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Making a tarp
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wiiawiwb wiiawiwb
(wiiawiwb) - F
Making a tarp on 11/16/2010 20:01:26 MST Print View

I have a very basic, newbie question. Materials, such as 1.1oz sil-nylon, are sold in places like OWFINC in 5' width.

If I want to make an 8'x10' tarp how would I connect the two pieces together so that the seam doesn't leak?

Does anyone sell 1.1 oz sil-nylon, or similar material, in 8' or 10' widths?

Bob Gross
(--B.G.--) - F

Locale: Silicon Valley
Re: Making a tarp on 11/16/2010 20:10:21 MST Print View

Do you sew? Do you have a functional sewing machine?

There are a few basic seams to learn.


Here There
(cowexnihilo) - MLife
Re: Making a tarp on 11/16/2010 20:12:47 MST Print View

I'm not aware of any places that sell silnylon in greater widths (that doesn't mean they don't exist, but it at least isn't common) so the best bet is to sew two pieces together and seal the seam with silnet silicone seam sealer.

The whole project would be pretty strait forward, the trickiest part is that silnylon is pretty slippery stuff to sew. You may want to order a little extra and practice by making a stuff sack or two if you've never sewed slippery material before.

Good luck!

John Donewar
(Newton) - MLife

Locale: Southeastern Louisiana
Re: Making a tarp on 11/16/2010 21:27:30 MST Print View

Another poster asked a very important question. Do you sew?

The two pieces of fabric would be joined together using a felled seam. This seam and all of the other resulting seams in your tarp should be "seam sealed" with a mixture of odorless mineral spirits and silicone or Permatex flowable windshield sealer (undiluted). The seam sealed portion, needle holes and all, will be the most waterproof portion of your tarp. Silnylon by itself is only waterproof up to 2 PSI or so. The seam sealant will make the material in the area of the seams stronger and more waterproof. I use a foam rubber disposable brush with edgeways strokes to apply the sealer.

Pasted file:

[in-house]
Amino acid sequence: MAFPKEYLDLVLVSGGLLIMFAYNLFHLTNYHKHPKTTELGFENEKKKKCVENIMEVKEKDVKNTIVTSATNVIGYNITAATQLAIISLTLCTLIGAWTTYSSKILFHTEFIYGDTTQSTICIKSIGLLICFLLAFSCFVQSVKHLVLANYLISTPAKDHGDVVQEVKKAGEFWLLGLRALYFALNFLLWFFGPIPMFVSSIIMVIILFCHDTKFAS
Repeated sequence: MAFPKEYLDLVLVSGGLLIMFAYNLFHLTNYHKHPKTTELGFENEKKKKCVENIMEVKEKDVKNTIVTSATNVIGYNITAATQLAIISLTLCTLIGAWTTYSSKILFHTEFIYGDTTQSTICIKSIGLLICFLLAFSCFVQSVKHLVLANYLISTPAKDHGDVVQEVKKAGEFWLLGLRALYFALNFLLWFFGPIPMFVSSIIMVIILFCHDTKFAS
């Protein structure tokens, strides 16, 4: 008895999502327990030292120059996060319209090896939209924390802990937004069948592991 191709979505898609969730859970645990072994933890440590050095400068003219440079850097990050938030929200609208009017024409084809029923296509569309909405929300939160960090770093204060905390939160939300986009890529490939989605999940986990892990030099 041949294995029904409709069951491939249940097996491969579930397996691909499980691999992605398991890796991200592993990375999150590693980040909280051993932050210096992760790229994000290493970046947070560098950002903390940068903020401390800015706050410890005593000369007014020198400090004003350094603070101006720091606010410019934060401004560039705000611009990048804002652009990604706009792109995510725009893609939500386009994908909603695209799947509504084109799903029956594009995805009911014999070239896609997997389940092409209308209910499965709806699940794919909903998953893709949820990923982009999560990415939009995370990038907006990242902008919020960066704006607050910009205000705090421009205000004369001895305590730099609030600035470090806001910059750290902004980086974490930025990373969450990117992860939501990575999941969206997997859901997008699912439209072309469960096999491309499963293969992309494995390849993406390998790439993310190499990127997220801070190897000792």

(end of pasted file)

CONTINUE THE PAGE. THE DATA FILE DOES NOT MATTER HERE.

Follow this link to Jay Ham's article on how to sew a felled seam .

The folds of this seam impede water flow and the seam sealant reiforces the seam and seals up the needle holes. Seam sealing should be done under tension, that is, have the tarp set up and as taut or tight as possible. This will allow the sealant to enter and fill the needle holes. Make sure and seal the edges of the seams really well so water can't get underneath.

Good luck with your tarp.

Party On,


wiiawiwb wiiawiwb
(wiiawiwb) - F
Thanks on 11/18/2010 17:06:49 MST Print View

I appreciate your insights. It's a little more than I am bargaining for. I was hoping I could just "tape" it together with some magical tape I never heard of.

Shows how little I know.

Thanks again!